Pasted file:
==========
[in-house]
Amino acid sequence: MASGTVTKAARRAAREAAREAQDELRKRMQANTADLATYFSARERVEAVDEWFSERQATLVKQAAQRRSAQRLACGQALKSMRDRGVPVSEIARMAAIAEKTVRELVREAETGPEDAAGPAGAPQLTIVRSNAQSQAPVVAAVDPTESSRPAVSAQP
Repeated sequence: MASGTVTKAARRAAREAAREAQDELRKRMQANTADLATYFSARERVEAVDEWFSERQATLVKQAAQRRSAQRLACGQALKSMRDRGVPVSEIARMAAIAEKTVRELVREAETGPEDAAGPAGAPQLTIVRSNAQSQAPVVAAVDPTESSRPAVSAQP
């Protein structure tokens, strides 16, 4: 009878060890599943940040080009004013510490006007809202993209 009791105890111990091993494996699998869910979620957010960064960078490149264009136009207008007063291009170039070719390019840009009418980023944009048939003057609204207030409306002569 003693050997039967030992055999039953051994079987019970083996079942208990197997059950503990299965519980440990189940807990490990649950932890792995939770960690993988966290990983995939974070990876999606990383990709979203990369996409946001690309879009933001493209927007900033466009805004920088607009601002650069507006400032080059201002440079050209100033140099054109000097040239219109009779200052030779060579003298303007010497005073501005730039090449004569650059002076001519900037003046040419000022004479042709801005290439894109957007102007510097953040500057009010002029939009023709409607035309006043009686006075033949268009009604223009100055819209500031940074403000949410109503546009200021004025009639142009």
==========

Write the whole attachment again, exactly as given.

[in-house]
Amino acid sequence: MASGTVTKAARRAAREAAREAQDELRKRMQANTADLATYFSARERVEAVDEWFSERQATLVKQAAQRRSAQRLACGQALKSMRDRGVPVSEIARMAAIAEKTVRELVREAETGPEDAAGPAGAPQLTIVRSNAQSQAPVVAAVDPTESSRPAVSAQP
Repeated sequence: MASGTVTKAARRAAREAAREAQDELRKRMQANTADLATYFSARERVEAVDEWFSERQATLVKQAAQRRSAQRLACGQALKSMRDRGVPVSEIARMAAIAEKTVRELVREAETGPEDAAGPAGAPQLTIVRSNAQSQAPVVAAVDPTESSRPAVSAQP
């Protein structure tokens, strides 16, 4: 009878060890599943940040080009004013510490006007809202993209 009791105890111990091993494996699998869910979620957010960064960078490149264009136009207008007063291009170039070719390019840009009418980023944009048939003057609204207030409306002569 003693050997039967030992055999039953051994079987019970083996079942208990197997059950503990299965519980440990189940807990490990649950932890792995939770960690993988966290990983995939974070990876999606990383990709979203990369996409946001690309879009933001493209927007900033466009805004920088607009601002650069507006400032080059201002440079050209100033140099054109000097040239219109009779200052030779060579003298303007010497005073501005730039090449004569650059002076001519900037003046040419000022004479042709801005290439894109957007102007510097953040500057009010002029939009023709409607035309006043009686006075033949268009009604223009100055819209500031940074403000949410109503546009200021004025009639142009």